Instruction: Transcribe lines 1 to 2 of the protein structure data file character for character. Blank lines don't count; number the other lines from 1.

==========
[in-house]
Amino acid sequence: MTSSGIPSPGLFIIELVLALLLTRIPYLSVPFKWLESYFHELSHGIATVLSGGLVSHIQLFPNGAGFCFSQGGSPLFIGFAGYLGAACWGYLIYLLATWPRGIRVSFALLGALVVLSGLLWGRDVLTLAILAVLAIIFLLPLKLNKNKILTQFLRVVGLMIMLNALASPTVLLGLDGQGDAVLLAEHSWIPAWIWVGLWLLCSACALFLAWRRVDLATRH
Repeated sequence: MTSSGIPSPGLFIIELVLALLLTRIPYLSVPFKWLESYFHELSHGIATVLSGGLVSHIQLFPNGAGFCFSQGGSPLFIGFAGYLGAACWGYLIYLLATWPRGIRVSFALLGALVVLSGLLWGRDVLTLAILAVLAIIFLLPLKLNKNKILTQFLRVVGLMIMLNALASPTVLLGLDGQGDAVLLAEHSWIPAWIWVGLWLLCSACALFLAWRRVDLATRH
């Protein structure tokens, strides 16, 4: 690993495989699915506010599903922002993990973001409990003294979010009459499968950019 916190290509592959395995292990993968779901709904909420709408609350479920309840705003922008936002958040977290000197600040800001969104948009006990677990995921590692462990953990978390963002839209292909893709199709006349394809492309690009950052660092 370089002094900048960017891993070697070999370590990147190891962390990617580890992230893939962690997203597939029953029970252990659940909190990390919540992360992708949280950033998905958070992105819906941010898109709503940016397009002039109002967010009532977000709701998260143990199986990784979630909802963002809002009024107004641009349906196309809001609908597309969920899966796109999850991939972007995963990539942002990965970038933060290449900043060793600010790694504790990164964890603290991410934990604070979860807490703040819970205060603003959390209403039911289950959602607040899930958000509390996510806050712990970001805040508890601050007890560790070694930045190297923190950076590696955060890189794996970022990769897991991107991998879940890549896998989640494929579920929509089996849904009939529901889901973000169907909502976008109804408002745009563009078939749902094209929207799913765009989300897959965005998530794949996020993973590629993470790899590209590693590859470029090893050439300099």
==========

[in-house]
Amino acid sequence: MTSSGIPSPGLFIIELVLALLLTRIPYLSVPFKWLESYFHELSHGIATVLSGGLVSHIQLFPNGAGFCFSQGGSPLFIGFAGYLGAACWGYLIYLLATWPRGIRVSFALLGALVVLSGLLWGRDVLTLAILAVLAIIFLLPLKLNKNKILTQFLRVVGLMIMLNALASPTVLLGLDGQGDAVLLAEHSWIPAWIWVGLWLLCSACALFLAWRRVDLATRH